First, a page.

GROUNDBREAKING STUDY PROVIDES IMPORTANT NEW INSIGHTS ON IDENTITY ISSUES IN ADOPTION
MEDIA ADVISORY: FOR IMMEDIATE RELEASE
NEW YORK, Nov. 9, 2009 – The Evan B. Donaldson Adoption Institute today released a major study on identity formation for adopted persons, a groundbreaking work that provides significant new information and insights that can be used to improve laws, policies and practices as well as public understanding on a range of issues relating to adoption, particularly across racial lines.
The study, launched with funding from the Kellogg Foundation, is the centerpiece of a 113-page report entitled “Beyond Culture Camp: Promoting Positive Identity Formation in Adoption.” It is the broadest, most extensive examination of adult adoptive identity to date, based on input from the primary experts on the subject: adults who were adopted as children. Central findings include:
- Adoption becomes an increasingly significant aspect of identity for most adopted people and race/ethnicity grows in importance for adoptees of color throughout childhood and into adulthood. These findings raise questions about some current attitudes, practices and policies predicated on the notion that these factors diminish in importance after adolescence.
- Adoption-related teasing and bias are a reality for many adoptees, but more so for Whites who experienced the most negative behavior and comments from extended family and childhood friends. Race trumped adoption for adopted persons of color; i.e., a large majority experienced race-based discrimination rather than (or in addition to) adoption-related negativity.
- A significant majority of transracially adopted adults reported considering themselves to be or wanting to be White as children a stark message to parents and professionals, though most eventually grew to identify themselves as members of their racial/ethnic group (in this case, Korean Americans). Even as adults, a minority have not reconciled their racial identity.
- The most effective strategies for achieving positive identity formation are “lived experiences” in particular, travel to native country and attending racially diverse schools for the transracial adoptees, and contact with birth relatives for Whites adopted domestically. A majority of adopted adults in both categories said they had searched for their roots in some way.
Among the key recommendations, based on this research, are:
- Expand preparation and post-placement support for parents adopting across race and culture.
- Develop empirically based practices and resources to prepare transracially and transculturally adopted youth to cope with racial bias.
- Promote laws, policies and practices that facilitate access to information for adopted individuals.
- Educate parents, teachers, practitioners and the media about adoption’s realities to erase stigmas and stereotypes, minimize adoption-related bias, and improve children’s experiences.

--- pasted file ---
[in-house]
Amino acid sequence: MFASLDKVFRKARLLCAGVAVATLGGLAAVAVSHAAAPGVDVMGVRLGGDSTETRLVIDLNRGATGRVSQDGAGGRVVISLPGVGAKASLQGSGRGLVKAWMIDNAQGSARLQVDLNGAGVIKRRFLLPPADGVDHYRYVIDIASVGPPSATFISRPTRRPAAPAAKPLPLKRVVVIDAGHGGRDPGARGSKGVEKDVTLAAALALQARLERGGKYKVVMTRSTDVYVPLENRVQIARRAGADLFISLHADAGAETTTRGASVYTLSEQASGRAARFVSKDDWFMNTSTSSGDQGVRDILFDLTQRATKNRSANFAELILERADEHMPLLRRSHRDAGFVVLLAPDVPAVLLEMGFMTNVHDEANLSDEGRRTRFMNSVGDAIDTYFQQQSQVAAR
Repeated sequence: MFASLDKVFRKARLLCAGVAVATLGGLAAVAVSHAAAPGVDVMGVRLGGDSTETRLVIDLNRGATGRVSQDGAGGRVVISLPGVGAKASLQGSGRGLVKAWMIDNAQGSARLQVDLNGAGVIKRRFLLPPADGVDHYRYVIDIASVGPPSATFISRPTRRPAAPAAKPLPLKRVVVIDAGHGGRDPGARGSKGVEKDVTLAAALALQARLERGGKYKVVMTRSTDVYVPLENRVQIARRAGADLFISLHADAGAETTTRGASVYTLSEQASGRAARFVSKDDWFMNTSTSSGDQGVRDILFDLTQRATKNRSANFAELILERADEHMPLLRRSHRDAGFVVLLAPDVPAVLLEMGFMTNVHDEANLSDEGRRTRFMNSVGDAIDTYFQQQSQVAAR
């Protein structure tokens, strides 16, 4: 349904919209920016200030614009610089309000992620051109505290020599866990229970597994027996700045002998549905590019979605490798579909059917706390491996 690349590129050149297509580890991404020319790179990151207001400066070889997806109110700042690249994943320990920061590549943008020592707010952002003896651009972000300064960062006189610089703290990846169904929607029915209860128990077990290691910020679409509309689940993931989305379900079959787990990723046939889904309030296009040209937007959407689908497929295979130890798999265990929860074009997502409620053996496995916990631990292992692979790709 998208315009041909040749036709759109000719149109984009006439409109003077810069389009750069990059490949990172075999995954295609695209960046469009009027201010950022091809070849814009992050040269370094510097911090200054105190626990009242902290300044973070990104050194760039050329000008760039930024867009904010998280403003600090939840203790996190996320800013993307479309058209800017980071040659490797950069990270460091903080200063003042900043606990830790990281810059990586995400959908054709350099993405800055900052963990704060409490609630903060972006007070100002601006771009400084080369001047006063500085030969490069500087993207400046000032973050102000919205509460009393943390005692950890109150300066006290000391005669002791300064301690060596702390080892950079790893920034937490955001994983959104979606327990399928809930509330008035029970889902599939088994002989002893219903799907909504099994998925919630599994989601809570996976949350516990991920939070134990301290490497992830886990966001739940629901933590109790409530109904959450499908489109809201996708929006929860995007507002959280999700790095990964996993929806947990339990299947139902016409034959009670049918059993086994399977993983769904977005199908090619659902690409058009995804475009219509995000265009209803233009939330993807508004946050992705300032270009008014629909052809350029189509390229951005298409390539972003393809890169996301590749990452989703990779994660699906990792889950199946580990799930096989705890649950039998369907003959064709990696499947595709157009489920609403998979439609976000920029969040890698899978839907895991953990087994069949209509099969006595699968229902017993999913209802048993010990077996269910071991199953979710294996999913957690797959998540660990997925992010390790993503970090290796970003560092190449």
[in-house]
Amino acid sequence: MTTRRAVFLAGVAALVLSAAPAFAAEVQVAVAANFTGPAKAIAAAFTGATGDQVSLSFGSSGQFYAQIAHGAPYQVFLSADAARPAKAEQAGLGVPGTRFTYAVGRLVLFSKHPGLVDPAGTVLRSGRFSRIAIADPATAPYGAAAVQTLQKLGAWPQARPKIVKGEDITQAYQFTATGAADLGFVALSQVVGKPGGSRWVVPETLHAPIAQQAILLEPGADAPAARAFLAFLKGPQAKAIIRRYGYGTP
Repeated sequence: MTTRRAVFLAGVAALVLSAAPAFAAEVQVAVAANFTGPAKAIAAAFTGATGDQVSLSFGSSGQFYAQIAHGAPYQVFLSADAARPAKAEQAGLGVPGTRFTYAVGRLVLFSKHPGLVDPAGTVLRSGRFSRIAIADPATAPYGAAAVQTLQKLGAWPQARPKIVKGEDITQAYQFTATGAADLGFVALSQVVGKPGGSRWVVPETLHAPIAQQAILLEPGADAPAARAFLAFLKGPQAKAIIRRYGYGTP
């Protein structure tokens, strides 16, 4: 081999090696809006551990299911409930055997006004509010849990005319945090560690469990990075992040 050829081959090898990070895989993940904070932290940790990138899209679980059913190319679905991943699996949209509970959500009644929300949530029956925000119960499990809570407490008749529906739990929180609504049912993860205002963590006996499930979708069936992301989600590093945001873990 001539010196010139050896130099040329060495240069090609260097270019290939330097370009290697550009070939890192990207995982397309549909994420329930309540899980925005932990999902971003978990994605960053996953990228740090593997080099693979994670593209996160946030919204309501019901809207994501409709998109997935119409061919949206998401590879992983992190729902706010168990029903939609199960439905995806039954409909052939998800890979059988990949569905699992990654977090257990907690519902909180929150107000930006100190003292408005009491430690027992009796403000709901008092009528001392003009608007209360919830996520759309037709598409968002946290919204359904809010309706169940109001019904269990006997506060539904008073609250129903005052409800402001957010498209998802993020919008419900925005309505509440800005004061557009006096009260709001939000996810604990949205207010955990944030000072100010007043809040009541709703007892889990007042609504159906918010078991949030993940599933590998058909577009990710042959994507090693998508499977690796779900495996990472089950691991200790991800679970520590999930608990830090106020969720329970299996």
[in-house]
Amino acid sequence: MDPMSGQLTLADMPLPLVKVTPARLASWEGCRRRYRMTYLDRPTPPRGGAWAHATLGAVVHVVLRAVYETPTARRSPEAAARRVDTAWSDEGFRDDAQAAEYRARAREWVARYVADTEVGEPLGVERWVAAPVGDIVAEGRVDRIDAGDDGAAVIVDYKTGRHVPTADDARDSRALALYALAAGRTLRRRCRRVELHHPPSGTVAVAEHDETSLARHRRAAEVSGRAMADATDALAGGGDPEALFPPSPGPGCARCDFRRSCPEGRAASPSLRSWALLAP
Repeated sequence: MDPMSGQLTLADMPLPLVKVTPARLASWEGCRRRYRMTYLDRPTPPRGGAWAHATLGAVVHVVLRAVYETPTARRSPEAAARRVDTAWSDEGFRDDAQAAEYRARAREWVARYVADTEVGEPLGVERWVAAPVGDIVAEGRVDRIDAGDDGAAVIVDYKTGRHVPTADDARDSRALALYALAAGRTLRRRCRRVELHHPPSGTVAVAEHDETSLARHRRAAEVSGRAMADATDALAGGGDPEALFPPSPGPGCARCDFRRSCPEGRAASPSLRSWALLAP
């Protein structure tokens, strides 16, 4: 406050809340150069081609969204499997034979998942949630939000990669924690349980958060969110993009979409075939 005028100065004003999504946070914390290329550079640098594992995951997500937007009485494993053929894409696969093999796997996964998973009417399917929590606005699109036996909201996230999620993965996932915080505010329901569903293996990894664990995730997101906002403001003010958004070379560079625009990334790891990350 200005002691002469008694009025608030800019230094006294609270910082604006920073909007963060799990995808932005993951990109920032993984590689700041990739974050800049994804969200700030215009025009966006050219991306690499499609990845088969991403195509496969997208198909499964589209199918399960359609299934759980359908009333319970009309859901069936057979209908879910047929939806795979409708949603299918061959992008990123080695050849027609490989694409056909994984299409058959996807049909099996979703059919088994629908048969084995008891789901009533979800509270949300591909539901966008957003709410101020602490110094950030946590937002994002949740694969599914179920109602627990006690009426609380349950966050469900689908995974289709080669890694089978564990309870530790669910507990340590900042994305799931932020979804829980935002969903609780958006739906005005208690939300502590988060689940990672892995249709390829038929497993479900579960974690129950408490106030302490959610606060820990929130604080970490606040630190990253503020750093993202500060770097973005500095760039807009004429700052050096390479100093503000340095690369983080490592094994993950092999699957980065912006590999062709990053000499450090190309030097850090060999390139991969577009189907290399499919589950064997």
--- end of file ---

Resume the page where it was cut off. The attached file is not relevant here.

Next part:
“Tens of millions of people in our country are already directly connected to adoption, and tens of thousands of additional children are waiting for permanent families,” said Adam Pertman, the Adoption Institute’s Executive Director. “Our goal for this research is ambitious: to improve all their lives in practical ways today &ndash even as we utilize the new information and insights from the findings to make adoption itself an increasingly knowledge-based, healthy and ethical institution into the future.”
The survey at the core of this research was completed by 468 adult adoptees (making it, to our knowledge, the largest study of adoption identity in adults to date in the U.S.). For comparison purposes, we focused on the two largest, most homogenous cohorts within the total group: 179 Korean-born respondents and 156 American-born Caucasian respondents, all adopted by two White parents. It is noteworthy that 1 in 10 of all Korean American citizens came to this country by adoption.
While one cohort of transracial adoptees (Korean Americans) is at the heart of the study, it is important to note that an extensive Adoption Institute review of decades of relevant literature (Appendix I), as well as the Institute’s examination of transracial adoption from foster care (see “Finding Homes for African American Children” at http://www.adoptioninstitute.org/publications/finding-families-for-african-american-children-the-role-of-race-law-in-adoption-from-foster-care/), make clear that many of the findings and recommendations in this new report apply to other domestically and internationally adopted persons and families as well.
The Evan B. Donaldson Adoption Institute is an independent, nonpartisan, national nonprofit that is the pre-eminent research, policy and education organization in its field. Its mission is to “provide leadership that improves laws, policies and practices – through sound research, education and advocacy – in order to better the lives of everyone touched by adoption.”
For more information about “Beyond Culture Camp” or to schedule an interview with Chief Executive April Dinwoodie, email firstname.lastname@example.org or call 212-925-4089. To read or download a copy of the report, go to http://www.adoptioninstitute.org/publications/beyond-culture-camp-promoting-healthy-identity-formation-in-adoption/